Dan Fox and Matt Lent provided another approach to learning in the next session. As leading practitioners in the field of game-based training, and the application of game mechanics, they explored how to use games to ensure a coach’s performers are engaged, focused and retain the learning that the coach is offering. The opener was about collaboration, finding commonality among pairs of people, then fours, then eights and finally the whole group. But what makes a game and what makes people want to play? There are, Fox and Lent, suggested four components. First, there has to be a goal of some kind. Second, a game needs barriers or obstacles to overcome. Third, there has to be some form of feedback, perhaps in the guise of points. Finally, it has to be voluntary.
They demonstrated some of the finer points of game theory by taking everyone through a series of games of rock-paper-scissors, the game of chance and hand signals familiar to almost everyone as a quick solution to minor disputes. Despite its simplicity, Fox and Lent explained that rock-paper-scissors demonstrates game theory so well because it has a number of strategic quirks, which a few rounds between paired delegates began to demonstrate. Moving the game on to wizards-giants-goblins, a super-sized, team version of rock-paper-scissors with different powers and appropriately grand gestures to indicate each group’s selection, Fox and Lent were able to demonstrate the importance of what they termed ‘confirmation’, the process of gaining knowledge upon which your strategy can be based. A few rounds of wizards-giants-goblins and everyone was making better-informed and more strategic decisions before they leapt into their chosen poses.
With everyone in a circle, a game involving throwing and catching various objects demonstrated the importance of collaborative roles. Throwing and catching one object proved relatively simple but adding more objects to follow and more rules about from whom one is receiving and to whom one can throw showed how team members need to enable others to do their jobs if the whole is to be successful. With balls, bean bags, warnings and requests flying through the air, the point was noisily driven home.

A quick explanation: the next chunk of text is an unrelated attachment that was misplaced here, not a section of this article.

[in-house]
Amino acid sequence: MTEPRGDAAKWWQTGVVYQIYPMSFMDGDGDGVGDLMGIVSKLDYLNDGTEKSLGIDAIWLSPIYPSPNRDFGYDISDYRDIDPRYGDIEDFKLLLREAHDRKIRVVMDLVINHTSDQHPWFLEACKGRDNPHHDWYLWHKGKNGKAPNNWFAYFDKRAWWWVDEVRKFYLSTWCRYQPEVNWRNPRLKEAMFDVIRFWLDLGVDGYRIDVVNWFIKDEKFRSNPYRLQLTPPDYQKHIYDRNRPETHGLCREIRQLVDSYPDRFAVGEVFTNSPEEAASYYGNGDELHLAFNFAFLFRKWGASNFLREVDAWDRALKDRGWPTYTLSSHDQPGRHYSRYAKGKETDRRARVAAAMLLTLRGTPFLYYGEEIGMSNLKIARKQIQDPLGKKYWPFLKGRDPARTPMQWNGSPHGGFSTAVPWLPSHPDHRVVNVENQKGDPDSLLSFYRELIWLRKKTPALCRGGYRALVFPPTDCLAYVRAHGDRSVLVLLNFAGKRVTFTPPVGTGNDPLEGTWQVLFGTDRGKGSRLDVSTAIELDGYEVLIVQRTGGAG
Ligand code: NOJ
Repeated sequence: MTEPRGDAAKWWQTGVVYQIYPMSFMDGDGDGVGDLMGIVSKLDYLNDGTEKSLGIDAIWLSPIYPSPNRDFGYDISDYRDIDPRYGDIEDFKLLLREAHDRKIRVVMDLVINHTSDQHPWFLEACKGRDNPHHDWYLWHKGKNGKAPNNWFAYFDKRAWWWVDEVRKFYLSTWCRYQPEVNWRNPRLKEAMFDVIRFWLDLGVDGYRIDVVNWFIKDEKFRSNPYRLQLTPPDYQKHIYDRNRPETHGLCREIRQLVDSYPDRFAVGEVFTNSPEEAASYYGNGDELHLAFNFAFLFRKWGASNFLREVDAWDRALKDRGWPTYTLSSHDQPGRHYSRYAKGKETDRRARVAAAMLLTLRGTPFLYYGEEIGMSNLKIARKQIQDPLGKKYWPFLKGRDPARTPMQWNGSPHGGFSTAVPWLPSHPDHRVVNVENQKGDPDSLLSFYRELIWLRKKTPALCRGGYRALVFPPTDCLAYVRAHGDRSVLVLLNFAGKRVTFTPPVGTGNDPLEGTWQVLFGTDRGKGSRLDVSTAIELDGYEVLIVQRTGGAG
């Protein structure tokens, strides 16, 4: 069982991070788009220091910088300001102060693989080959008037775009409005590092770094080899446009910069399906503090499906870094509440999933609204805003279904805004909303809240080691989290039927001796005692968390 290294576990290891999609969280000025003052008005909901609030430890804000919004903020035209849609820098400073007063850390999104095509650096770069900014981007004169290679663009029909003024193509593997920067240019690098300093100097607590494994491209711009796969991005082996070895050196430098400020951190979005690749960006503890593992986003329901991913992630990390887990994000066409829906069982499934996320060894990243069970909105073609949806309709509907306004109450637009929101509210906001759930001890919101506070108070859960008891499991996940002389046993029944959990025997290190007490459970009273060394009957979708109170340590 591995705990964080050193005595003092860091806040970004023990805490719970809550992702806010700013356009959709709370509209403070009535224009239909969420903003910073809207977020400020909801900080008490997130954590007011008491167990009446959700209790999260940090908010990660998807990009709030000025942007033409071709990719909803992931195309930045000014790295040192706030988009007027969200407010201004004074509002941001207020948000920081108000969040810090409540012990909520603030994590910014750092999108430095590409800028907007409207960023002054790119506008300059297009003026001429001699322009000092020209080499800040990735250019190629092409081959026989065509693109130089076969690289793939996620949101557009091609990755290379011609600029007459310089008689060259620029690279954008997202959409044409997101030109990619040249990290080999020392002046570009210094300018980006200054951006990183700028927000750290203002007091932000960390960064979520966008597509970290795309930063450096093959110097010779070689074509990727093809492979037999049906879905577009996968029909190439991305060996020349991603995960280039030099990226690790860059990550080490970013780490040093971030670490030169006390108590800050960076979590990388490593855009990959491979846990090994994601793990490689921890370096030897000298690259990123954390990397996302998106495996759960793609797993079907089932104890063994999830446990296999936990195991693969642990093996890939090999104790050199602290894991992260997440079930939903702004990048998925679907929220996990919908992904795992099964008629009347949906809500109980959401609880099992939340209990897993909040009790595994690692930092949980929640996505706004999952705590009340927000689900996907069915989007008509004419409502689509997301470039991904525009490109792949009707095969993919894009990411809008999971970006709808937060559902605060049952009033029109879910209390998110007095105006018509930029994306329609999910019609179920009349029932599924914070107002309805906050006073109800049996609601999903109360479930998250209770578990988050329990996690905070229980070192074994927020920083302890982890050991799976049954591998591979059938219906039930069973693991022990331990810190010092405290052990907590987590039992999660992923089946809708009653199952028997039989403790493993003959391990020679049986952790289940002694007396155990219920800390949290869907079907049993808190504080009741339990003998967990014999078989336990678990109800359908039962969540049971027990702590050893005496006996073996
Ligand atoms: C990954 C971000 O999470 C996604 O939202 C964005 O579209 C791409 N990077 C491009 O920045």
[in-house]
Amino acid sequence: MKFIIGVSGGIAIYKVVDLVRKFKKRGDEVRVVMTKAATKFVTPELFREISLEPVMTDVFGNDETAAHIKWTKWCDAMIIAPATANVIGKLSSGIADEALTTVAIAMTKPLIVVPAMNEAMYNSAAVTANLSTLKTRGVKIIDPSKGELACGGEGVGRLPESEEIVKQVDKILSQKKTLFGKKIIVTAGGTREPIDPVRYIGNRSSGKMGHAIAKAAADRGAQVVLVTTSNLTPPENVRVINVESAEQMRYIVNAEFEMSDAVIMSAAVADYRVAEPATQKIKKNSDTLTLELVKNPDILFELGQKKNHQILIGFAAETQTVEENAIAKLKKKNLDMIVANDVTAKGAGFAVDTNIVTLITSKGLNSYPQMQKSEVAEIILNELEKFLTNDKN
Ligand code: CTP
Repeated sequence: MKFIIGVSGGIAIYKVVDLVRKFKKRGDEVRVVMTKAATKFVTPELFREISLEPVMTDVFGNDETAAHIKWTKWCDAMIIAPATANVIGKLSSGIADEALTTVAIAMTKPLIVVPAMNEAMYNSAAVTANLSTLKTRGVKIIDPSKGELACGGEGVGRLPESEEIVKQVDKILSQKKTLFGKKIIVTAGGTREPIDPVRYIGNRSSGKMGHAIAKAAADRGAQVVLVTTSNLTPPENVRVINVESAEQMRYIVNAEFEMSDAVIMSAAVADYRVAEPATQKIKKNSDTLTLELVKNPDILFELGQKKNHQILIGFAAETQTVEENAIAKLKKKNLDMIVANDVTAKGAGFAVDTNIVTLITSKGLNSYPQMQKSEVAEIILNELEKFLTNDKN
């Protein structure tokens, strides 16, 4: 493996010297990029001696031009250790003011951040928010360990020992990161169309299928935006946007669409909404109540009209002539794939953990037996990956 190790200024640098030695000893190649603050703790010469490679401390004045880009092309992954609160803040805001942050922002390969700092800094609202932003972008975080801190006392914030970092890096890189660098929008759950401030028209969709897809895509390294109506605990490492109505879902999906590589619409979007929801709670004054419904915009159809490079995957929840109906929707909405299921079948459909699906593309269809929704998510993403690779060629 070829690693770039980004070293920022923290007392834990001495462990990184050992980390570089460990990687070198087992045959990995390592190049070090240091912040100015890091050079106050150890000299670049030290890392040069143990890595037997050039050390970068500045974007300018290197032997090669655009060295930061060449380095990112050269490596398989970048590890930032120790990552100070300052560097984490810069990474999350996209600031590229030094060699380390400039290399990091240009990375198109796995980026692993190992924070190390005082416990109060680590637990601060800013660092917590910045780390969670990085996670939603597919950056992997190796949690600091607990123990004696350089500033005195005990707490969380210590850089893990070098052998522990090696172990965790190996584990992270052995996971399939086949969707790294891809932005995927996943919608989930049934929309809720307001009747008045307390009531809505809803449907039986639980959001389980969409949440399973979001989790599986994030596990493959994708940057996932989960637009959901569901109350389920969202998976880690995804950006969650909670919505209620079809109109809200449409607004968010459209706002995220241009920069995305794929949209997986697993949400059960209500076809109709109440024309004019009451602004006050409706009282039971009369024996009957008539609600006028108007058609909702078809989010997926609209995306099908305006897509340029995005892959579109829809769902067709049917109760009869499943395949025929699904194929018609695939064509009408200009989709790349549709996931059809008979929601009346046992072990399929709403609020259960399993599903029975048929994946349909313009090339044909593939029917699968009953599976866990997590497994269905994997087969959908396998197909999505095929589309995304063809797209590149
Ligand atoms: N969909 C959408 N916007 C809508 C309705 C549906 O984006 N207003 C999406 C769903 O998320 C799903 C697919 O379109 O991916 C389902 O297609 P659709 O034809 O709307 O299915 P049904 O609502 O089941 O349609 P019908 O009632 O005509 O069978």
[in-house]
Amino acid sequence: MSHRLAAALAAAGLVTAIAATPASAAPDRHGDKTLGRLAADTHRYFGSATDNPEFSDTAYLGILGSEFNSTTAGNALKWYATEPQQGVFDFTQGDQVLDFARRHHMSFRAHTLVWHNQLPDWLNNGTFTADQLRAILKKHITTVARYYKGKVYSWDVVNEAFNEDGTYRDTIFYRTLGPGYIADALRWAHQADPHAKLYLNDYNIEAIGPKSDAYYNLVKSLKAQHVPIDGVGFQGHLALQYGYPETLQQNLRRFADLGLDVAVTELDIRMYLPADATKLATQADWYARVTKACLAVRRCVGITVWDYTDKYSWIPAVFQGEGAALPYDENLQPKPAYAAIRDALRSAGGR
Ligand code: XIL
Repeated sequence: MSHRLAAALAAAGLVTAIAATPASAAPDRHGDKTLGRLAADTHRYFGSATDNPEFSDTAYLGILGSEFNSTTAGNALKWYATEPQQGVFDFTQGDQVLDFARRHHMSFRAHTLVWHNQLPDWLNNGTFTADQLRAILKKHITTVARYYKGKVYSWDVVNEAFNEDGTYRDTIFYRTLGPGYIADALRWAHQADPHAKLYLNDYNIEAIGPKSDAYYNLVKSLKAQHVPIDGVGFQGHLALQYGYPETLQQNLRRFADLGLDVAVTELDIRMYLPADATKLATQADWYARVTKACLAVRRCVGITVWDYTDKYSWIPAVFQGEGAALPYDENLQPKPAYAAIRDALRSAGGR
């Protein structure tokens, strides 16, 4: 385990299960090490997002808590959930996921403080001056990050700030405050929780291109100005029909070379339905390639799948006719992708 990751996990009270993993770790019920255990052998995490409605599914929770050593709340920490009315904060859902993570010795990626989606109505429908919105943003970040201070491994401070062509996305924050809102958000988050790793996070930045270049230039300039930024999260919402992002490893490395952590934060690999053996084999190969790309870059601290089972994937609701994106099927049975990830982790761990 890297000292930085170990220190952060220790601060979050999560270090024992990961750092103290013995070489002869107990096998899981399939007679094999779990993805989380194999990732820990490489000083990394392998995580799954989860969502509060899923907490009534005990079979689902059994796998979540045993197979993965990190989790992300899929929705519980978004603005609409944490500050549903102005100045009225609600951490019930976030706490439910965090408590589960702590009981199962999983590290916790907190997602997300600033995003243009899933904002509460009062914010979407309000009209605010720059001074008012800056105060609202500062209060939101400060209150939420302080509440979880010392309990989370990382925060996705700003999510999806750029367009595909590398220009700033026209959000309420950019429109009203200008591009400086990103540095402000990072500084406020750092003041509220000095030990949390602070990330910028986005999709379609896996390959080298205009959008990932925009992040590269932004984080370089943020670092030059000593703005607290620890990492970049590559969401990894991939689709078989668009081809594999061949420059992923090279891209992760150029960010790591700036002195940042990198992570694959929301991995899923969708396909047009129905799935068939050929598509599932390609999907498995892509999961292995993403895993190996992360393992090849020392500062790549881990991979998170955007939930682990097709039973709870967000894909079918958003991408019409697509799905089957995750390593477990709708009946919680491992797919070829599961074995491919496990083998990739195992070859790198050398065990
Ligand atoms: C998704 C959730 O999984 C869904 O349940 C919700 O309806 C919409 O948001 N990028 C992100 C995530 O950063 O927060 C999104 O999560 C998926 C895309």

The final session saw Sergio Lara-Bercial, the senior research officer for the Global Coaching Office based at Leeds Metropolitan University and technical offer to the International Council for Coaching Excellence (ICCE), offer an insight to his time spent during the Olympics at the Global Coaches’ House where he found himself rubbing shoulders with the world’s best. The Coaches’ House provided three weeks of intense debate, interaction and analysis, which Lara-Bercial likened to a rolling three-week conference on coaching with the delegate list changing hour by hour. There were 50-plus presentations during this time and more than 450 of the world’s coaches visited to say hello and engage in conversation.
The ICCE also used the occasion of the Olympic Games to launch the International Coaching Framework, a document that provides common ground for developing and evaluating coaching qualifications, encouraging coach education and training, working across international boundaries and establishing ethical guidelines and standards of practice. The process involved looking at the core functions of the coach and established these as: setting the vision and strategy; shaping the environment; building relationships; conducting practices and structuring competitions, reading and reacting to the field; learning and reflecting.
Having interviewed numerous top-level coaches for an ongoing project, the Serial Winners coach programme, Lara-Bercial was also keen to offer a seventh area for the successful coach to master: looking after themselves. Too many coaches who had reached the pinnacle of their profession in their particular environments told tales of ill-health and broken relationships brought about by their striving for excellence for themselves as coaches and for the teams with which they worked. These were, Lara-Bercial noted, salutary tales of supposed success.
Coaches love an aphorism and much of Lara-Bercial’s presentation used pithy quotes either from the Global Coaches House or from his Serial Winners interviews to spark discussion. One of the former, from Dr Sue Smith, summed up the morning: “Coaches need to develop their identity as learners.” Three hours, three speakers and thirty coaches later, it was clear that if we can learn from Bailey’s ducks we can teach far more effectively.
The Leisure Review, November 2012
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Giant steps forward: game theory in action in the second session
Sergio Lara-Bercial: tales from the big house of Olympic coachnig